- Historic Sites
William E. Leuchtenburg
William E. Leuchtenburg, a prominent 20th century historian, is the William Rand Kenan, Jr. professor emeritus of history at the University of North Carolina-Chapel Hill. He has won the Bancroft and Parkman prizes, and has written numerous books on Franklin D. Roosevelt, Herbert Hoover, and the New Deal. He won the 2007 North Carolina Award for Literature.
Articles by this Contributor
"The current was too strong, the demagogues too numerous, the fall elections too near"
Was the murdered President one of our best, a man of “vigor, rationality, and noble vision” or was he “an optical illusion,” “an expensively programmed waxwork”? A noted historian examines the mottled evolution of his reputation.
A brilliant demagogue named Huey Long was scrambling for the Presidency when an assassin’s bullets cut him down just fifty years ago
When Elsie Parrish was fired, her fight for justice led to dramatic changes in the nation’s highest court.
It’s not surprising that Democrats seek to wrap themselves in the Roosevelt cloak; what’s harder to understand is why so many Republicans do too. A distinguished historian explains.
An hour and a half of growing astonishment in the presence of the President of the United States, as recorded by a witness who now publishes a record of it for the first time
For a good part of his life, the governor of New York has used history as a guide—and a solace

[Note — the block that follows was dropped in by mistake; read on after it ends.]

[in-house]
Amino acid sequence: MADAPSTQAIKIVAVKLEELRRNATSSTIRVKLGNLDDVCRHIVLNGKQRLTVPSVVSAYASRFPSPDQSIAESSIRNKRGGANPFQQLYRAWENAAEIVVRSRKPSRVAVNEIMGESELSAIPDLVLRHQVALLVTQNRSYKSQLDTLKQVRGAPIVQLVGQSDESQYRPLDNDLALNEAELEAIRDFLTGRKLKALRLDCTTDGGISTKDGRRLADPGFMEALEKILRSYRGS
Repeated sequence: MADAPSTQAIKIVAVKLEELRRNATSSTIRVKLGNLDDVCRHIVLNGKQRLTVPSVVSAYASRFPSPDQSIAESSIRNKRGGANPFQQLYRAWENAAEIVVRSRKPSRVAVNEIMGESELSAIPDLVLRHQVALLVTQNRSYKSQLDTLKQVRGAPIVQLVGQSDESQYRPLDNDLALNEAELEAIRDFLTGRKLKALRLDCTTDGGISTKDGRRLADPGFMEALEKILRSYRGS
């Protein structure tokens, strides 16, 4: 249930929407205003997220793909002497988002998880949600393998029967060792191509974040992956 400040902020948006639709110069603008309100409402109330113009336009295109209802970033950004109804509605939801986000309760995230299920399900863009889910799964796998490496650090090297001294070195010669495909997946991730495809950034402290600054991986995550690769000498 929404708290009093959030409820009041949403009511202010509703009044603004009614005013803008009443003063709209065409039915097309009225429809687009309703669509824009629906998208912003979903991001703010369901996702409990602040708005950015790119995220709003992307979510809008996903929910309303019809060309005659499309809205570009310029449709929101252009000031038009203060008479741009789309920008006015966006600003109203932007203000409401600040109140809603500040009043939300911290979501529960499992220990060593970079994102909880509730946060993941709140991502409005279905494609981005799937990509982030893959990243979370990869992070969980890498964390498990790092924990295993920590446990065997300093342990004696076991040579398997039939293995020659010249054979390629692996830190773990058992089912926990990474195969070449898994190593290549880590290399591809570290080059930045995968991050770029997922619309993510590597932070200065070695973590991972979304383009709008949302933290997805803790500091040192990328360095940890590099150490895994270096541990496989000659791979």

Why do we need a national nonprofit membership society for American history?
“Save America’s Treasures” has been totally eliminated—the largest Federal program supporting preservation of such treasures as the original Star Spangled Banner and George Washington’s tent.
65% of Americans don’t know what happened at the Constitutional Convention, according to a recent survey by Newsweek.
The “Teaching American History” grants—the largest Federal program supporting history education—have been completely eliminated.
Visits to the Top 20 Civil War battlefields have dropped in half from 1970 to 2009 according to official National Park Service statistics.
40% of Americans can’t identify whom we fought in World War II, according to a recent survey by Newsweek.
A quarter of Americans believe Congress shares power over U.S. foreign policy with the United Nations, according to a recent Annenberg survey.
“There is little that is more important for an American citizen to know than the history and traditions of his country,” John F. Kennedy wrote in American Heritage.
The “We the People Program,” which touched some 30 million students and 90,000 teachers over 25 years, has been completely eliminated.
Two-thirds of Americans could not correctly name Yorktown as the last major military action of the American Revolution, according to a recent national Gallup survey.
The National Heritage Areas and Scenic Byways program, the only major Federal program encouraging visits to historic places, has been completely eliminated in Congressional committee.